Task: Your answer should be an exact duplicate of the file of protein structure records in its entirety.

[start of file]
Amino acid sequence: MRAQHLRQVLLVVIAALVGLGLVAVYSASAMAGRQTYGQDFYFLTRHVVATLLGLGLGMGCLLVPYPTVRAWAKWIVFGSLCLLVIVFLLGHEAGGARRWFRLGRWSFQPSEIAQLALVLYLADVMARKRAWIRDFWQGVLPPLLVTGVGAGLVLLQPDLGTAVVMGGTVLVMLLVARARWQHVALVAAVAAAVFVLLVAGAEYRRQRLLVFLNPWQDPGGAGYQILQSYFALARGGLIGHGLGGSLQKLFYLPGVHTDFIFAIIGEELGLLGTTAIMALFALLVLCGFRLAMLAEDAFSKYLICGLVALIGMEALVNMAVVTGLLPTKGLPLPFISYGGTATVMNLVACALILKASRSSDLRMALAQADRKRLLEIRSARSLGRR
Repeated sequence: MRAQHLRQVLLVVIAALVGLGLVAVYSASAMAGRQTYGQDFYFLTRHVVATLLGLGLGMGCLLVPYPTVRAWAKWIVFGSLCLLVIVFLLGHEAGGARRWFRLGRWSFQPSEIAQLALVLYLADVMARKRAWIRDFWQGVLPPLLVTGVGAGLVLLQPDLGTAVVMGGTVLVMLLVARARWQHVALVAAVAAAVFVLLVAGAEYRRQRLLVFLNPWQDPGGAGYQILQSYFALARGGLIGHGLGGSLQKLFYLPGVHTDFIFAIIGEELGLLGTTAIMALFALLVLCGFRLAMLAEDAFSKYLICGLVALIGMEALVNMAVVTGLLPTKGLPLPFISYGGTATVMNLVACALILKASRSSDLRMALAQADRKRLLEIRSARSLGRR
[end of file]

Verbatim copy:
Amino acid sequence: MRAQHLRQVLLVVIAALVGLGLVAVYSASAMAGRQTYGQDFYFLTRHVVATLLGLGLGMGCLLVPYPTVRAWAKWIVFGSLCLLVIVFLLGHEAGGARRWFRLGRWSFQPSEIAQLALVLYLADVMARKRAWIRDFWQGVLPPLLVTGVGAGLVLLQPDLGTAVVMGGTVLVMLLVARARWQHVALVAAVAAAVFVLLVAGAEYRRQRLLVFLNPWQDPGGAGYQILQSYFALARGGLIGHGLGGSLQKLFYLPGVHTDFIFAIIGEELGLLGTTAIMALFALLVLCGFRLAMLAEDAFSKYLICGLVALIGMEALVNMAVVTGLLPTKGLPLPFISYGGTATVMNLVACALILKASRSSDLRMALAQADRKRLLEIRSARSLGRR
Repeated sequence: MRAQHLRQVLLVVIAALVGLGLVAVYSASAMAGRQTYGQDFYFLTRHVVATLLGLGLGMGCLLVPYPTVRAWAKWIVFGSLCLLVIVFLLGHEAGGARRWFRLGRWSFQPSEIAQLALVLYLADVMARKRAWIRDFWQGVLPPLLVTGVGAGLVLLQPDLGTAVVMGGTVLVMLLVARARWQHVALVAAVAAAVFVLLVAGAEYRRQRLLVFLNPWQDPGGAGYQILQSYFALARGGLIGHGLGGSLQKLFYLPGVHTDFIFAIIGEELGLLGTTAIMALFALLVLCGFRLAMLAEDAFSKYLICGLVALIGMEALVNMAVVTGLLPTKGLPLPFISYGGTATVMNLVACALILKASRSSDLRMALAQADRKRLLEIRSARSLGRR